Of the Possibility of the Middle Voice
As you note, Wallace argues against κατηρτισμένα (katērtismena) being a "direct middle," being translated as "having prepared themselves." Let's examine the validity of his arguments first:1
"The direct middle is quite rare" (418) — which to some extent is an assertion both begging to be proved and seeking relevancy. As to proved, he noted it "was frequently used in classical Greek" (416), and it may be demonstrable (I'll accept that it is) to show it being rarer in the NT, it still exists as a possibility (especially in light of classical usage). As to relevancy, because it is possible, then "rarity" means nothing as to whether this instance is one or not.
VERDICT — Irrelevant.
"With καταρτίζω: nowhere else in the NT does it occur as a direct middle" (418) - he footnotes (n.28) the other seven middle/passive uses, which his statement is worth quoting for discussion (emphasis added):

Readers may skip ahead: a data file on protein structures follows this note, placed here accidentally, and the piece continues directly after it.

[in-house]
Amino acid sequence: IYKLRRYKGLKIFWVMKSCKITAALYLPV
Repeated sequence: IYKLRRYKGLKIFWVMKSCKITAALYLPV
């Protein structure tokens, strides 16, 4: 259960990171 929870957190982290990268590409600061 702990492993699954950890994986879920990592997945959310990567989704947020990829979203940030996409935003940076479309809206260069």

The verb occurs 13 times in the NT, seven as a middle or passive form.
Of those seven, two are definitely middle, being aorist (Matt 21:16;
Heb 10:5), and both are obviously indirect middles. The other four
(Rom 9:22 being excluded from the count) are all almost surely passive
(Luke 6:40; 1 Cor 1:10; 2 Cor 13:11; Heb 11:3).
For non-Greek readers, the reason the aorist is "definitely middle" is because the word form is different between the middle and the passive in the aorist tense. So there is no ambiguity like there is in the present tense.
But are the two aorists "obviously indirect middles"? An indirect middle is not as "direct" :-), having the idea of doing something for one's own interest. So the translation (if it is even brought out in the translation) would be "prepared for themselves" rather than "prepared themselves." Subtle, but significant. The two passages are Mt 21:16 and Heb 10:5, and yes, they are "obviously" indirect, because both passages have a direct object (praise and body, respectively) different from the subject, so it is not "direct."